Eastlick, Mary Ann, Patti Warrington, Sherry Lotz and Soyeon Shim, “Exploring Consumer Motives for Pursuing Retail-tainment Offerings in Shopping Malls,” ACRA Spring Conference, 1998 (Washington, DC).  This exploratory study reports the results of two surveys on intrinsic and extrinsic motives for pursuing entertainment, service, and/or merchandise offerings in regional shopping malls.

Eastlick, Mary Ann, “Hispanic-American and Mexican-National Consumers, Ethnic Identity and Retailer Attribute Preferences,”  ACRA April, 1996. The purpose of this study was to compare retailer attribute preferences of Hispanic-American and Mexican-national shoppers in a southwestern city located in close proximity to the Mexico border and to examine the influence of their cultural identities on these preferences to help retailers develop effective marketing strategies for Mexican markets as well as target diverse ethnic groups of many U.S. retail markets.

Eastlick, Mary Ann, “The Effects of Ethnicity and Product on Informational Influence,”
Increases in minority population lead to increased purchasing power for that population. Companies need to focus sales and advertising on these markets, and this article reviews several steps to focus on these markets.

Evans, Ashleigh, Robyn Sammons, Jeanne Heitmeyer, and Kennita Kind, “Generation Y Purchase Motivations”, ACRA, Spring 2004, Orlando. This paper is to identify Generation Y’s utilitarian and hedonic values and shopping involvement when purchasing apparel products. The objectives of this exploratory study were (1) to measure utilitarian values, (2) to measure hedonic values, (3) to compare gender differences regarding the importance of utilitarian and hedonic values, and (4) to identify shopping involvement levels for apparel and how they relate preferences for utilitarian and hedonic values. Findings indicate Generation Y respondents are relatively neutral about the importance of utilitarian value when shopping for apparel. Price, however, is slightly more important to them. Examining hedonic variables, Generation Y places a high value on product display, aesthetics, and the appearance of the store. Overall, generation Y has a high level of shopping involvement for apparel.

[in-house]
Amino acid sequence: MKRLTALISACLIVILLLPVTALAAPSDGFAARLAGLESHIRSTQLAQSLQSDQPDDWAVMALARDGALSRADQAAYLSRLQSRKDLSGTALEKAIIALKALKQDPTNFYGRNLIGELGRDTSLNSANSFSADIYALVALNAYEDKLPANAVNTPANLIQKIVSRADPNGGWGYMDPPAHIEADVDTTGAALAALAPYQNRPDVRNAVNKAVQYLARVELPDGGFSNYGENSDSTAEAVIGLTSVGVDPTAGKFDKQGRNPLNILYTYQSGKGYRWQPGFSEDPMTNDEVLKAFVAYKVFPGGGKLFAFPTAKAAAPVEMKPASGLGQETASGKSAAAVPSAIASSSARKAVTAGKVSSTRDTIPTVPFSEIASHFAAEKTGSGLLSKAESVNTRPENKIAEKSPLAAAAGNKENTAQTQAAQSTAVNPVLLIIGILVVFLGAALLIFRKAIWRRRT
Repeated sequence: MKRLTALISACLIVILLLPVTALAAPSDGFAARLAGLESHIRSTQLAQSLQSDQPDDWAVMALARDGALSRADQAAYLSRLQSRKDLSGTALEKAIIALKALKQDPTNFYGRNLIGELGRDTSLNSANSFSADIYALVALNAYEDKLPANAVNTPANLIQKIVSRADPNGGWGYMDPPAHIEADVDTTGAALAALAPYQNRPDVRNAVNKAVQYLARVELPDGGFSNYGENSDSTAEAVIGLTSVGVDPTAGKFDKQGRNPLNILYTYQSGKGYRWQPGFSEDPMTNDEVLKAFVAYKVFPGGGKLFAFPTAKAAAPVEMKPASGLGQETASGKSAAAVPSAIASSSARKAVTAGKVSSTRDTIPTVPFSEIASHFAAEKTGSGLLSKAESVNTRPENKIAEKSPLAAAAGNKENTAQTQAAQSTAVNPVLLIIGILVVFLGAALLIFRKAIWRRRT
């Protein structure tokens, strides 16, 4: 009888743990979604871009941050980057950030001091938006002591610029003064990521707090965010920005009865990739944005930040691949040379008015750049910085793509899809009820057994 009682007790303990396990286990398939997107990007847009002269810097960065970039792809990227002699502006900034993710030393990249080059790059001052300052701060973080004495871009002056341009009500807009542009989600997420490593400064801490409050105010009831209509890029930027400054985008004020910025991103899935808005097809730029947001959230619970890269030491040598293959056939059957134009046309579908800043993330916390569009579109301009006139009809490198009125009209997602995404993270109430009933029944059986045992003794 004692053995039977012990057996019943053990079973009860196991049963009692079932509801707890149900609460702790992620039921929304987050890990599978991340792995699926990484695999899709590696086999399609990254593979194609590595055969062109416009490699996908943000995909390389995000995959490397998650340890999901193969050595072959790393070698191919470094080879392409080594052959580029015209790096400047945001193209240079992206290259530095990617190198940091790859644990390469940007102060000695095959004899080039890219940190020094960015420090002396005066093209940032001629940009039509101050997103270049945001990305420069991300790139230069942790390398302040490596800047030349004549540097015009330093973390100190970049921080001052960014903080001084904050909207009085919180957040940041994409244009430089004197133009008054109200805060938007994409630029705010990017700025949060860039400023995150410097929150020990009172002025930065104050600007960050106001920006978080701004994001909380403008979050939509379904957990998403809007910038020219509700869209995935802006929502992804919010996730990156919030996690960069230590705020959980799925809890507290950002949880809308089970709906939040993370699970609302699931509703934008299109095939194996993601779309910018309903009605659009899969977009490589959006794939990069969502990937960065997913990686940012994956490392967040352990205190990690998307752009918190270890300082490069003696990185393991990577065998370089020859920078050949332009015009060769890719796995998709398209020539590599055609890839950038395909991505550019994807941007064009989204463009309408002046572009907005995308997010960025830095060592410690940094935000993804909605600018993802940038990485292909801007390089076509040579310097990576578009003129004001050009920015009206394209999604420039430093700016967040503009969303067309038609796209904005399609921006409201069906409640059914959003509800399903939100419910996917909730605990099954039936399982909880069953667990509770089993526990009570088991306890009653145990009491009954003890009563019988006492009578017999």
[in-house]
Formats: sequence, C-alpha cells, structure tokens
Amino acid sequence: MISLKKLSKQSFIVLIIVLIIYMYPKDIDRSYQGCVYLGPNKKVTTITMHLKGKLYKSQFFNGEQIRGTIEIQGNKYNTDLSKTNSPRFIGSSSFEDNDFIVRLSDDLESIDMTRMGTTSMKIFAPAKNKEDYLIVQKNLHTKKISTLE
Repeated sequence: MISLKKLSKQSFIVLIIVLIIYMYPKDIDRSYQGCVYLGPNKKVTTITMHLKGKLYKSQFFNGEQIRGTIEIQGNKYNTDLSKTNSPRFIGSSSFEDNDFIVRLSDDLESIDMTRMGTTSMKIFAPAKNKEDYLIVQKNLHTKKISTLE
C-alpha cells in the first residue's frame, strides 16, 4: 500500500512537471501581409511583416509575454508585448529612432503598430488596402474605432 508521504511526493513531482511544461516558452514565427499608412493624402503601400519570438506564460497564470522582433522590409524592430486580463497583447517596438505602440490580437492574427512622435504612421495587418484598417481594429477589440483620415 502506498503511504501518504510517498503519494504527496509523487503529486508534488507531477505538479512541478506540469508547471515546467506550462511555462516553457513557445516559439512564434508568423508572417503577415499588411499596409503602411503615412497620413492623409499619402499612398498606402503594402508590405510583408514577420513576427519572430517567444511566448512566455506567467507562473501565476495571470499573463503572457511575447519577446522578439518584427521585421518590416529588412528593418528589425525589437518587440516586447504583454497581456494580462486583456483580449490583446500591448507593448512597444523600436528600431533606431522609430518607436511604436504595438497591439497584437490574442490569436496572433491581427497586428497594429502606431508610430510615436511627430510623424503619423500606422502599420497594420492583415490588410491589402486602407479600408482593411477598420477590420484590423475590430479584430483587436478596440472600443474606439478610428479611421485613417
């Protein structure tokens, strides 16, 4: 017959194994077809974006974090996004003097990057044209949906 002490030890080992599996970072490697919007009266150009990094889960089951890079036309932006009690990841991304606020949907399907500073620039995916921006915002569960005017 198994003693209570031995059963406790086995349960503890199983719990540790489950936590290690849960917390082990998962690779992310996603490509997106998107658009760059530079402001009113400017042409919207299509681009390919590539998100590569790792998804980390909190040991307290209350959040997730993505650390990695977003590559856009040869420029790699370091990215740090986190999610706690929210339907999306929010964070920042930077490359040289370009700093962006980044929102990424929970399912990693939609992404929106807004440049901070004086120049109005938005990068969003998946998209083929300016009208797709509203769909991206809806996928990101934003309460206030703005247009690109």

Flores, Lorena, Lotz, Sherry and Eastlick, Mary Ann, “The Impact of Bi-Acculturation and Situational Influence on Shopping Orientations among Mexican-American Consumers,”  ACRA, Spring 1999. The study of Hispanic-Americans’ socialization processes and situational influences helps examine their shopping patterns. Using an adaptation of the Immigrant Consumer Acculturation and Consumer Socialization Retail Patronage models, this study examines the relationship among bi-acculturation, shopping orientations, and situational influences of Mexican Americans within an apparel context.

Forsythe, Sandra, “Profiling Consumer Complaint Behavior,”  ACRA, Winter 1986. A study of complaint behavior of women's and children's apparel consumers to assess the public and private behavior in response to unsatisfactory purchases.

Forsythe, Sandra M., “Working Women: Some Implications for Retailing Strategies,” ACRA, Winter 1984. An abstract and analysis of a wide range of published items on the changing characteristics of the American Woman, particularly as the changes impact her behavior as a retail consumer.

Forsythe, Sandra M. “Women Apparel Customers: A New Look at a Changing Market,”  ACRA, Winter 1985. The results of a survey of 794 female apparel customers across the state of Georgia. Findings support the notion of changing lifestyles, concern for quality, and identify bases for dissatisfaction in apparel purchases.

Forsythe, Sandra, “Surrogate Usage in Apparel Purchasing,”  ACRA, Spring 1991. This article discusses the use of surrogate shoppers--agents employed to assist consumers with the decision making process--to facilitate apparel purchase decisions is becoming increasingly popular as evidenced by the growing number of personal shopping services offered by retail companies.

Fuller, Barbara Kay and Suzanna C. Blackwell,  “Wardrobe Consultant Clientele: An Identification of Customer Profiles,”  The objective of this study was to determine if shopping attitudes could be used to group consumers in a manner that is meaningful for retail strategy. Once consumers were grouped by shopping attitudes, then the group could be compared to determine if differences exist in personal characteristics or expenditure patterns.